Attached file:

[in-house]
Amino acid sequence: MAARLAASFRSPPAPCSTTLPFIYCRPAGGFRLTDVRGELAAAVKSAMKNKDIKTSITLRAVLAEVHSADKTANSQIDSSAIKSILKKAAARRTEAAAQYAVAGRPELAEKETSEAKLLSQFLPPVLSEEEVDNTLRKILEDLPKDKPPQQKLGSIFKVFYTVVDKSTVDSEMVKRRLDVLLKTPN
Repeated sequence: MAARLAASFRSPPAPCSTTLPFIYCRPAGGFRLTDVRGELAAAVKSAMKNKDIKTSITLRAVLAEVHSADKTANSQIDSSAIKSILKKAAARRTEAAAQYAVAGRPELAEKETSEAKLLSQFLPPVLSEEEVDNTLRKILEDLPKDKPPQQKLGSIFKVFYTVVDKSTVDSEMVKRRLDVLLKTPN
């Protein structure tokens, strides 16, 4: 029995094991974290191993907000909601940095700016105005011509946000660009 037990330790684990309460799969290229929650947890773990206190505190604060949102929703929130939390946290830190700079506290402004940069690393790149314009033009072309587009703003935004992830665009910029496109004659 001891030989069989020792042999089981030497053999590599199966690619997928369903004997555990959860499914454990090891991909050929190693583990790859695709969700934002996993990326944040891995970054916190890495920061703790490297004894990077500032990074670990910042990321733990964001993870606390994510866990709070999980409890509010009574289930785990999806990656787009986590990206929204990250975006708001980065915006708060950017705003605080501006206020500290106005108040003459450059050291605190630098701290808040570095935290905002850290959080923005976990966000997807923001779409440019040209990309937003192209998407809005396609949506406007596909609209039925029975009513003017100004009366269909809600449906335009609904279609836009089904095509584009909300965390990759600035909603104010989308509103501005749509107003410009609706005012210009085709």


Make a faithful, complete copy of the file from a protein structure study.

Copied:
[in-house]
Amino acid sequence: MAARLAASFRSPPAPCSTTLPFIYCRPAGGFRLTDVRGELAAAVKSAMKNKDIKTSITLRAVLAEVHSADKTANSQIDSSAIKSILKKAAARRTEAAAQYAVAGRPELAEKETSEAKLLSQFLPPVLSEEEVDNTLRKILEDLPKDKPPQQKLGSIFKVFYTVVDKSTVDSEMVKRRLDVLLKTPN
Repeated sequence: MAARLAASFRSPPAPCSTTLPFIYCRPAGGFRLTDVRGELAAAVKSAMKNKDIKTSITLRAVLAEVHSADKTANSQIDSSAIKSILKKAAARRTEAAAQYAVAGRPELAEKETSEAKLLSQFLPPVLSEEEVDNTLRKILEDLPKDKPPQQKLGSIFKVFYTVVDKSTVDSEMVKRRLDVLLKTPN
């Protein structure tokens, strides 16, 4: 029995094991974290191993907000909601940095700016105005011509946000660009 037990330790684990309460799969290229929650947890773990206190505190604060949102929703929130939390946290830190700079506290402004940069690393790149314009033009072309587009703003935004992830665009910029496109004659 001891030989069989020792042999089981030497053999590599199966690619997928369903004997555990959860499914454990090891991909050929190693583990790859695709969700934002996993990326944040891995970054916190890495920061703790490297004894990077500032990074670990910042990321733990964001993870606390994510866990709070999980409890509010009574289930785990999806990656787009986590990206929204990250975006708001980065915006708060950017705003605080501006206020500290106005108040003459450059050291605190630098701290808040570095935290905002850290959080923005976990966000997807923001779409440019040209990309937003192209998407809005396609949506406007596909609209039925029975009513003017100004009366269909809600449906335009609904279609836009089904095509584009909300965390990759600035909603104010989308509103501005749509107003410009609706005012210009085709």